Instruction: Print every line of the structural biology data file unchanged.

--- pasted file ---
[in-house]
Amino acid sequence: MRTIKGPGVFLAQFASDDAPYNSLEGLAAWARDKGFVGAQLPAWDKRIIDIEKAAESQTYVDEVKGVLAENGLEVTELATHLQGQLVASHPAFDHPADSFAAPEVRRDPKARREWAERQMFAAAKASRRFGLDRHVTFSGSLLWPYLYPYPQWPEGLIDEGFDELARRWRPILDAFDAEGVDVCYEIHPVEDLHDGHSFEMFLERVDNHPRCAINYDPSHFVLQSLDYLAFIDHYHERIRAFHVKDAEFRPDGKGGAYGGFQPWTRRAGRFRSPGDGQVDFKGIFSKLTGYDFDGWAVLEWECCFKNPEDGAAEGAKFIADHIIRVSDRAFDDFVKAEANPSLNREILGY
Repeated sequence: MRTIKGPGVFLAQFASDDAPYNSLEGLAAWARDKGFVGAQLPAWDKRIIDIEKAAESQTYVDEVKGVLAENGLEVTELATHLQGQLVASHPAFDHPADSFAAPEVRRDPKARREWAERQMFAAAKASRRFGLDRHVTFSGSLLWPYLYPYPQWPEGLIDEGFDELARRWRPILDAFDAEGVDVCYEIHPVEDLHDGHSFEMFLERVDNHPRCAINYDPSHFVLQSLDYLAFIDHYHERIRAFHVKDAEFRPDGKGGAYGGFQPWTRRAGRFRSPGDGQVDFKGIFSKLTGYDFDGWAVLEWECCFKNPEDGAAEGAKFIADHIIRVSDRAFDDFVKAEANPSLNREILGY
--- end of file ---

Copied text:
[in-house]
Amino acid sequence: MRTIKGPGVFLAQFASDDAPYNSLEGLAAWARDKGFVGAQLPAWDKRIIDIEKAAESQTYVDEVKGVLAENGLEVTELATHLQGQLVASHPAFDHPADSFAAPEVRRDPKARREWAERQMFAAAKASRRFGLDRHVTFSGSLLWPYLYPYPQWPEGLIDEGFDELARRWRPILDAFDAEGVDVCYEIHPVEDLHDGHSFEMFLERVDNHPRCAINYDPSHFVLQSLDYLAFIDHYHERIRAFHVKDAEFRPDGKGGAYGGFQPWTRRAGRFRSPGDGQVDFKGIFSKLTGYDFDGWAVLEWECCFKNPEDGAAEGAKFIADHIIRVSDRAFDDFVKAEANPSLNREILGY
Repeated sequence: MRTIKGPGVFLAQFASDDAPYNSLEGLAAWARDKGFVGAQLPAWDKRIIDIEKAAESQTYVDEVKGVLAENGLEVTELATHLQGQLVASHPAFDHPADSFAAPEVRRDPKARREWAERQMFAAAKASRRFGLDRHVTFSGSLLWPYLYPYPQWPEGLIDEGFDELARRWRPILDAFDAEGVDVCYEIHPVEDLHDGHSFEMFLERVDNHPRCAINYDPSHFVLQSLDYLAFIDHYHERIRAFHVKDAEFRPDGKGGAYGGFQPWTRRAGRFRSPGDGQVDFKGIFSKLTGYDFDGWAVLEWECCFKNPEDGAAEGAKFIADHIIRVSDRAFDDFVKAEANPSLNREILGY